quinta-feira, 8 de janeiro de 2015

jQuery UI Draggable / Resizable with constrain and CSS scale transformation

There are a bunch of questions and solutions to the problems between the interaction of these technologies, these are the better solutions that I found:
  1. http://stackoverflow.com/questions/10212683/jquery-drag-resize-with-css-transform-scale
  2. https://gungfoo.wordpress.com/2013/02/15/jquery-ui-resizabledraggable-with-transform-scale-set/
  3. http://stackoverflow.com/questions/17098464/jquery-ui-draggable-css-transform-causes-jumping
Although they make an improvement, they aren't totally accurate. What they basically do is a calculation of the right position / size that the object must have after the interaction.

You can experiment with the example below, drag the small square to right. Your mouse will be outside the parent div before you hit the edge.

And now, the same example, with the solution presented in [3].

Nice, now the small square moves with the mouse, but it go beyond the parent when dragging or resizing and this was the tricky part to solve. I spend a day trying to figure out how I could solve this, so I'm sharing my solution.

First let's solve the draggable problem. The "bug" (jQuery UI guys don't want to address it, so it's not a bug) occurs because inside jQuery UI it's use absolute event positions.

Think about the parent without the scale, it will be bigger, right? So it's size to jQuery UI is beyond the limit of the scaled down version. What we need to do is inform jQuery UI that our representation is smaller.

I tried in many ways not monkey patch jQuery UI, but these efforts were fruitless. I had to expose the "contaiment" var in the ui parameter passed to callbacks. With this little modification I could use the start and stop callbacks to make jQuery UI work with my scaled containment sizes.

var dragFix, startFix, stopFix;

window.myApp = {
  layout: {
    zoomScale: 1
  },
  draggable: {
    _uiHash: function() {
      return {
        helper: this.helper,
        position: this.position,
        originalPosition: this.originalPosition,
        offset: this.positionAbs,
        containment: this.containment
      };
    }
  }
};

$.ui.draggable.prototype._uiHash = myApp.draggable._uiHash;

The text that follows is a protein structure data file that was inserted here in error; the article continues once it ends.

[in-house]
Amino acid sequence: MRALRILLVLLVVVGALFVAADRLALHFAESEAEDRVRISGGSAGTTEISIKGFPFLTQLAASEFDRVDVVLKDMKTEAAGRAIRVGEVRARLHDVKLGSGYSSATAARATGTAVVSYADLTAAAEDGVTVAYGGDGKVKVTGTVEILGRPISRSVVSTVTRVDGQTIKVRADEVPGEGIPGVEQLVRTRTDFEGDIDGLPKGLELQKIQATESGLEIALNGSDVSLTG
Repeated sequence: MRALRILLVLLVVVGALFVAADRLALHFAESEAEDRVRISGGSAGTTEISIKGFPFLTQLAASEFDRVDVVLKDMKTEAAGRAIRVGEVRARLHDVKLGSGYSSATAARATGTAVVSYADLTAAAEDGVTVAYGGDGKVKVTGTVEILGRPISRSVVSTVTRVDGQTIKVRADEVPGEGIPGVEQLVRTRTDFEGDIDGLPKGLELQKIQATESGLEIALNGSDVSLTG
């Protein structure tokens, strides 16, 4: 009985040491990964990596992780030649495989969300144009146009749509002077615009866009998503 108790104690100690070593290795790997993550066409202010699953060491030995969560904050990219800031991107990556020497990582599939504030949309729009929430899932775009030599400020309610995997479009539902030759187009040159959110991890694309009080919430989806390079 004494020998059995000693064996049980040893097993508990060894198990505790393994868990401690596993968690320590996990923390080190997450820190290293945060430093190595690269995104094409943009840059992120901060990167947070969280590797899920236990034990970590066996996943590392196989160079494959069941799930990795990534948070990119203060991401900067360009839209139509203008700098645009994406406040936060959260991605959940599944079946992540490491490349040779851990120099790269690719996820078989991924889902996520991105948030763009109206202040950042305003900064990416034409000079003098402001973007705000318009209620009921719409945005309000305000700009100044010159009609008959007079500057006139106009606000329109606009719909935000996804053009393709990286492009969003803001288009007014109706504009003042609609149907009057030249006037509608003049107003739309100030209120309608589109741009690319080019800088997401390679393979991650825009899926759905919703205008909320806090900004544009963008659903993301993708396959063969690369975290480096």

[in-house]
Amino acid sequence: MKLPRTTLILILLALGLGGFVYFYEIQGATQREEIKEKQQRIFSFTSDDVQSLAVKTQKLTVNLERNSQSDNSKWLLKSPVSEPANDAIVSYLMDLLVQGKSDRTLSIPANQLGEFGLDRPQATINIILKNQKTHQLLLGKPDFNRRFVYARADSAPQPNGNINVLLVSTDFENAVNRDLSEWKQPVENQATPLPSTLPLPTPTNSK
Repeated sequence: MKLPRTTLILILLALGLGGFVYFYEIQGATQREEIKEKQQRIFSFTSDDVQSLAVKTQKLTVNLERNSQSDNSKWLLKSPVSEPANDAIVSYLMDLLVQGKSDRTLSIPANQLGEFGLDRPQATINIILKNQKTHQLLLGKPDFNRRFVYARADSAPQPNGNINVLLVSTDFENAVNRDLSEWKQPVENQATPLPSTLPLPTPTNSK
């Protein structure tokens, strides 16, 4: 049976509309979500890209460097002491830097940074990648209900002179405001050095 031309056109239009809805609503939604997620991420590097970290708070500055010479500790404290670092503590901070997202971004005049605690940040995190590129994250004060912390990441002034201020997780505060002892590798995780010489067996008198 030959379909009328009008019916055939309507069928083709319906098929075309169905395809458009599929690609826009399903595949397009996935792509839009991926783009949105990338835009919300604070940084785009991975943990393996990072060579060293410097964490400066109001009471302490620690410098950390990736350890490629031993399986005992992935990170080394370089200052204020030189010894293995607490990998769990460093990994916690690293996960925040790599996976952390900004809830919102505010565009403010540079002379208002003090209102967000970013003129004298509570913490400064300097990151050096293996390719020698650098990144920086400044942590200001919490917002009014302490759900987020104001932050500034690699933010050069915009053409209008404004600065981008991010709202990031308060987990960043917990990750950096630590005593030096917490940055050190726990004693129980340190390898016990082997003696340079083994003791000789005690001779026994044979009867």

startFix = function(event, ui) {
  ui.containment[2] *= myApp.layout.zoomScale;
  return ui.containment[3] *= myApp.layout.zoomScale;
};

stopFix = function(event, ui) {
  ui.containment[2] /= myApp.layout.zoomScale;
  return ui.containment[3] /= myApp.layout.zoomScale;
};

dragFix = function(event, ui) {
  var deltaX, deltaY;
  deltaX = ui.position.left - ui.originalPosition.left;
  deltaY = ui.position.top - ui.originalPosition.top;
  ui.position.left = ui.originalPosition.left + deltaX / myApp.layout.zoomScale;
  return ui.position.top = ui.originalPosition.top + deltaY / myApp.layout.zoomScale;
};

Nice and clean, don't you think? After solving this, I guess that making resizable works would be easy. The inner workings of this can't be very different, right? Wrong, dead wrong. What I think will be solved in 5 minutes, take the hole day.

The resizable code is very different. I expected to see the same algorithms to apply movement constraints and other operations. This way, I had to find a new way to inform jQuery UI about my constraints.

After a day tinkering with resizable code trying to find a solution that need minimal changes to jQuery UI, like with the draggable code, I was unable to find a solution that I liked.

First, I realized that I need to change the methods e, w, n and s in _change to get correct widths and heights according to my zoom scale. This was something that could be done in the "resize" callback, but in this case it's too late in the algorithm, the scaled position is needed by internal methods, before we get a chance to change it.

After this I thought that I had ended, but resizing an element that isn't in the position 0, 0 make it grow beyond the edge of the parent. Digging a bit more, I found that I need some way to change the "woset" and "hoset" calculation, but I don't find anyway to do this without monkey patching the entire method.

The final solution is this:

Maybe you are asking yourself why I'm monkey patching. This is because I'm use Rails and I want to have the benefits of the asset pipeline.

I'm not very proud of it, so I would love to know better ways to accomplish my final result in a simple manner. If you know any, please share!